Bitcoined
Bitcoined

For decades the National Education Association has been in the forefront supporting policies, causes and court cases making it impossible to discipline disruptive black students. Or to remove them from the classroom.

Yet somehow the NEA escapes any blame for the results.

dg417s
dg417s

@Bitcoined Will you please cite specific examples of policies supported by NEA that make it "impossible to discipline disruptive black students. Or to remove them from the classroom."? 

Bitcoined
Bitcoined

Those really interested in facts can google "NEA" and "contributions" to see the long list of Democrats and liberal racial grievance groups the union's money goes to.

ClayNewton
ClayNewton

Yes. This is clearly the problem of Black students. Somehow their existence accounts for the diminishing workforce. If only we could implement good old fashioned hangings.

Do you hear how stupid that sounds?

You're an idiot.

class80olddog
class80olddog

@ClayNewton No it is not a problem with just Black students - but with all students who misbehave.  The trouble is that there are those who say that Black students are unfairly punished too much (even if they commit more and worse offenses).  So some schools respond to this by letting black students off the hook and just not disciplining the,  Myself, I have a dream of a school system where the decision to discipline is made based on the content of the persons character and not the color of their skin (as is now the case).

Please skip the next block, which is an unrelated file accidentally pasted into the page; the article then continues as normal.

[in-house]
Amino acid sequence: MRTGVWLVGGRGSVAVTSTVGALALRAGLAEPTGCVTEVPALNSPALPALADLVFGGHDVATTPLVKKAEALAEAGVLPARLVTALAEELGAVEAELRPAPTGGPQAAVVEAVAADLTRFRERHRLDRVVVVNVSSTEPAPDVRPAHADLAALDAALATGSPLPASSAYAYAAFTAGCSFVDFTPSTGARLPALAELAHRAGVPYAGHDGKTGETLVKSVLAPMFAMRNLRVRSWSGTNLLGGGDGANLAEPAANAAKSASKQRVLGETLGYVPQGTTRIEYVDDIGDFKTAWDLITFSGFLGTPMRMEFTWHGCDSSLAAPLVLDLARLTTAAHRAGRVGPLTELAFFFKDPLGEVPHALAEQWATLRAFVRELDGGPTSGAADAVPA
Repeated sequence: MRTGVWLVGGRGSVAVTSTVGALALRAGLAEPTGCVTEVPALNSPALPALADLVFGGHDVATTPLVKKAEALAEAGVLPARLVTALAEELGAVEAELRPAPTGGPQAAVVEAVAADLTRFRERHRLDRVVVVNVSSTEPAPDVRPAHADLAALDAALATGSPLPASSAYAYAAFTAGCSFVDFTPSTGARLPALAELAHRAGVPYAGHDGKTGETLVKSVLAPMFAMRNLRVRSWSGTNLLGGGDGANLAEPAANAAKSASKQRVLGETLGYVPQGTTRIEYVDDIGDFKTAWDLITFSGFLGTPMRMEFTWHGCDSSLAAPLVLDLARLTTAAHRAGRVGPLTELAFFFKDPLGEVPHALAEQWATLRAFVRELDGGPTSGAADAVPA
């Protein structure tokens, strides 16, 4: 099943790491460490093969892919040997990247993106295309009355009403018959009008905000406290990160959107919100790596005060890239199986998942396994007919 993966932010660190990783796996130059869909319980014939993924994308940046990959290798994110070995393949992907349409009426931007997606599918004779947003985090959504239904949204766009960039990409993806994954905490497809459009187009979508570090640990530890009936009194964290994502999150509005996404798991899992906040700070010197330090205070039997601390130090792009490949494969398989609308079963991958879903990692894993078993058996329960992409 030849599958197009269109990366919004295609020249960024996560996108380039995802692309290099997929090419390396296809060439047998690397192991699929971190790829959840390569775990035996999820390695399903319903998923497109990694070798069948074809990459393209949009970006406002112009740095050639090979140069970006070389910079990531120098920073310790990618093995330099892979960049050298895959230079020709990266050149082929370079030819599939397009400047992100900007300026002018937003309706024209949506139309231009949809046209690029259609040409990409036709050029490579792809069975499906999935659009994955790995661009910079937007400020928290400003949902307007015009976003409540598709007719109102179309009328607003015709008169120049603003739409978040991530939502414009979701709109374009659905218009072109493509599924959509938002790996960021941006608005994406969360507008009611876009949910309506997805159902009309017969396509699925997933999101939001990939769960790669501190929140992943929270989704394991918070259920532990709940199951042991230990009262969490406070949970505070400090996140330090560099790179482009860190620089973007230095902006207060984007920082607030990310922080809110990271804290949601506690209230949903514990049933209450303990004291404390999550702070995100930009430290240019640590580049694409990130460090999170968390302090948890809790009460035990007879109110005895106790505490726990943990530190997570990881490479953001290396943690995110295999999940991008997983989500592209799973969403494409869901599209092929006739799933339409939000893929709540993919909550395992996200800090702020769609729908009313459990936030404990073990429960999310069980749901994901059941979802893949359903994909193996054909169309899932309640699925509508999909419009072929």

Evelyn Carol Perry
Evelyn Carol Perry

@fbanta It's not in vogue now to 'track' students by dividing them into 'high', 'middle', and 'low' groups, i.e heterogenous vs homogenous grouping.....It's called tracking.  For some reason, that goes in and out of fashion....I think, but can't be sure, the powers that be think the lower scoring students will learn from the higher scoring students, and not just the teacher(s).  Many principals don't even believe in taking gifted students for a day or a portion of a day to work with them independently, is a valid idea!  But....if you speak with the leaders in the field of gifted education, they will say that gifted students need to be grouped together in order to grow intellectually.  (see Dr. Sally Reis or Dr. Joseph Renzulli's writings, University of Connecticut.)






mgnance
mgnance

I appreciate the Superintendant's remarks and his apparent support for the concerns of teachers. That said, the bottom line is action. If his words are to be taken seriously, let's see action. One tangible step he can take is to terminate the SLO testing program. Apart from it being poorly conceived, the execution wastes enormous amounts of instructional time and manpower. I think the Superintendant could end this with a word. If he's serious, he will.

Bitcoined
Bitcoined

Mr. Woods won election only because the alternative would have been the teachers' union stooge.

The result, here, isn't reassuring.

Bitcoined
Bitcoined

What the teachers' union does here in Right to Work states is use their money to stymie education reform and elect Democrats.

Their media allies eagerly help with both.

jm-roswell
jm-roswell

@cullen7282 @Bitcoined Actually, they aren't even allowed to do that.